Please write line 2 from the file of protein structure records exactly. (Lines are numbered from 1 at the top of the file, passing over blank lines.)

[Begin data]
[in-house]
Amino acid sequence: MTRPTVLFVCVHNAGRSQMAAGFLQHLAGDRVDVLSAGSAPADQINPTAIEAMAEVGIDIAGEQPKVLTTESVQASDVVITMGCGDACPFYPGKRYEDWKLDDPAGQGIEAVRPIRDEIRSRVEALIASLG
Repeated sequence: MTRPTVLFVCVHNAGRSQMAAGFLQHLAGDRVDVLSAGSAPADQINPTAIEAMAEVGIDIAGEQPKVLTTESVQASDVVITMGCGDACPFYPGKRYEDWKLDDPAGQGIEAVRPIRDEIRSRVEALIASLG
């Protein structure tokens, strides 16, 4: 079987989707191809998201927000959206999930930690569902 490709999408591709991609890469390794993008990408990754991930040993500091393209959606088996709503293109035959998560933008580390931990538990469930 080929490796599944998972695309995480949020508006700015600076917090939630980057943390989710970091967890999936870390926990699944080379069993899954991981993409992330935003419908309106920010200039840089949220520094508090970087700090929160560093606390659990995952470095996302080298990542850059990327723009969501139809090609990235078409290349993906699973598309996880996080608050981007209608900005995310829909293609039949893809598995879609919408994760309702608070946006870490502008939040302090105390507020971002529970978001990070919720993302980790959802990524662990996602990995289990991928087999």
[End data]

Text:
Amino acid sequence: MTRPTVLFVCVHNAGRSQMAAGFLQHLAGDRVDVLSAGSAPADQINPTAIEAMAEVGIDIAGEQPKVLTTESVQASDVVITMGCGDACPFYPGKRYEDWKLDDPAGQGIEAVRPIRDEIRSRVEALIASLG